photo-33Every year I attempt to grow an olive tree, I must admit every year I fail miserably. Because of the zone we live in, we need to treat these plants as annuals or bring them indoors for the winter.  I order one in the spring from a nursery in California on line, it ships, I plant it, move it outside all summer long, does fabulous, then bring it indoors in the fall, and loose every leaf. I  would love to tell you that this one in the photo is one that I have been growing for about 15 years, but I think St. Peter’s Basilica in the back round will give me away! I recently visited Rome and everywhere around the city and in Vatican City are olive trees in containers! I just think they are such a lovely tree, not only do they produce olives(which I can eat by the pound)but the silvery, green foliage is just so lovely, and the trunk of the tree is beautiful. So, once again I will attempt my growing of the olive tree.(If I only had a green house!) This is the same for Fig trees, which fortunately I have had great success in growing in containers. The trick is with the fig trees, late in the fall you dig a big trench in your vegetable garden and bury the entire tree, in April you dig it up and re-pot it in a container. Last year I wrapped the trees in burlap and let them go dormant in my barn(which isn’t heated) and in April re-potted them and they are  flourishing with lots of fig buds. Blueberry bushes are great in containers also. You don’t have to bury the entire plant, just pot it in the ground for the winter. I recommend netting them in the spring because the birds and pesky chipmunks enjoy the fruit too.

photo-32Bougainvillea, isn’t this gorgeous! Again, growing everywhere in Rome. You can buy this plant at any nursery(usually a little expensive, but worth it in my opinion) and plant it in a container with an obelisk for it to grow on. Again, if you have a green house, no problem for the winter months, but you can bring it indoors for the winter and place it in a sunny window and wish for the best. I have done this with Gardenia trees and Jasmine, my only issue has been the indoor sporting events that occur in the room I place these beautiful plantings in, end up being crushed or destroyed.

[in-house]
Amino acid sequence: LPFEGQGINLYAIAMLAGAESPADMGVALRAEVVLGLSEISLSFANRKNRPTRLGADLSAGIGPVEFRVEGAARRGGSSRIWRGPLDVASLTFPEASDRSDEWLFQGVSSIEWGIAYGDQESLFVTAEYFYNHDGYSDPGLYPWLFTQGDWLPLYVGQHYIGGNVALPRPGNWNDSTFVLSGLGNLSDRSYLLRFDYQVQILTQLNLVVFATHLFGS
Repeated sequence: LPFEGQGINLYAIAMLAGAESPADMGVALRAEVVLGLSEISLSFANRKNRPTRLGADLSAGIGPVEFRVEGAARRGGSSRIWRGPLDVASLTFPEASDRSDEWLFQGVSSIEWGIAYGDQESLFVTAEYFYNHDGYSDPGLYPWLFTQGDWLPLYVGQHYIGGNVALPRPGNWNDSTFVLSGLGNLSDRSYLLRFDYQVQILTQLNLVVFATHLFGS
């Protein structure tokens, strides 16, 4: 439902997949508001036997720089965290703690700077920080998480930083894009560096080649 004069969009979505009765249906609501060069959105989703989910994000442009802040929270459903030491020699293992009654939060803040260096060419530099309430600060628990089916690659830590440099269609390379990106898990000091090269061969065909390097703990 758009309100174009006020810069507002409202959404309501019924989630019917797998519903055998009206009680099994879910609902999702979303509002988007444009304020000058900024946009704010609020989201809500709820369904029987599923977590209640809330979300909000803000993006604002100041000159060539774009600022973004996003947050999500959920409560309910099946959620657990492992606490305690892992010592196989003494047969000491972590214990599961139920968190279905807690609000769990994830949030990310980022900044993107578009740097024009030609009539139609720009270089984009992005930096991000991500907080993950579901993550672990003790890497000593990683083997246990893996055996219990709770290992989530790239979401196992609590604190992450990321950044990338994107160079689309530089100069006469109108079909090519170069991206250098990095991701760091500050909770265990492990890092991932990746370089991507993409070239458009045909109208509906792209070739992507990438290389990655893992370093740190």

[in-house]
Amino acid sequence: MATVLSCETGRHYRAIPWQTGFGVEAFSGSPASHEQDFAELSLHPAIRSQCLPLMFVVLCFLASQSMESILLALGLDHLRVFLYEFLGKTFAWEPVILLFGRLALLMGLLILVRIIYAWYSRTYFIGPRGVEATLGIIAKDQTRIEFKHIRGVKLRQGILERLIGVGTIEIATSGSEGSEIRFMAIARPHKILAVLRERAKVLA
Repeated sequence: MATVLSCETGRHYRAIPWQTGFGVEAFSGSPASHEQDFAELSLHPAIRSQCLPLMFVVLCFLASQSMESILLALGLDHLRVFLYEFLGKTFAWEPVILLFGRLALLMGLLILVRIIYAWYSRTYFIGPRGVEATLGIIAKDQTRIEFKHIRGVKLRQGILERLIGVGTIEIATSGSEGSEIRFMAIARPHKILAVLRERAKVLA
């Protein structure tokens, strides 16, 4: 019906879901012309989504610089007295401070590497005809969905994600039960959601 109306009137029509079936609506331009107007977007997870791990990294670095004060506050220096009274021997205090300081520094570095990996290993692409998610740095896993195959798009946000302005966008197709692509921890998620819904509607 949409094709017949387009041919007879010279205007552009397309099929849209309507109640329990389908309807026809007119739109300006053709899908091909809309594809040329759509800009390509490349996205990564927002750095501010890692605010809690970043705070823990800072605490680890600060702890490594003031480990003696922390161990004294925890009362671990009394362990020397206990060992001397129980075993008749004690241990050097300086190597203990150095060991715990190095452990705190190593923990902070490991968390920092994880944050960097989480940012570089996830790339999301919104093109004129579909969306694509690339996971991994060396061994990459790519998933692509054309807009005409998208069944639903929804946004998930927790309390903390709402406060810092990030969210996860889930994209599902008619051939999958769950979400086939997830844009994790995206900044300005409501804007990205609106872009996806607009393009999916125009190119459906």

I recommend trying something different in your containers this year, whether it is a fruit tree, herb garden or even a vegetable planter to make a focal point on your patio or deck. After surviving this long, cold winter you deserve it!(That’s what I tell myself). I recommend giving your container plantings fertilizer every two weeks also. I use Neptune’s Harvest fish and seaweed fertilizer(I also use this in my vegetable garden). Your plants will thrive from this.

Plant Sales: Lots of local plant sales happening in surrounding communities. Great way to add mature perennials to your gardens. The garden club of Hingham is hosting one in Hingham Center next Sunday, June 1st. Holly Hill farm in Cohasset is currently having a plant sale and offer plantings during the season as well.The Scituate Garden club is offering their plant sale at the Wildflower garden at the Mann Farm house on the corner of Stockbridge Road and Greenfield lane in Scituate on Saturday, May 31st. I love going to plant sales, you meet fellow gardeners and can chat about what favorite plants you have or want to try, and then load up your car and try to figure out where to put it all when you get home!

Maintenance of your gardens: With summer gardening, it is imperative that you keep up with your weeding. I suggest that once a week, early Sunday morning, grab your coffee or tea and head outdoors. Once every garden has been planted and mulched, this is a chore for all of us. Because of the busy schedules and heat we typically get in the summer months, the weeds start to take over, but get on a routine and you can keep it in control. With Vegetable gardens, I strongly recommend salt marsh hay after planting. Kennedy’s country gardens in Scituate is the only place I have found this and have been using it for almost 20 years. Not only does it keep the weeds down, it also retains the water for the plants. It looks a little messy when the plants are small, but when the plants fill in the garden you will be pleased. In the fall I turn it over in the garden and let the nutrients soak into the soil all winter long, acts as a great compost too.

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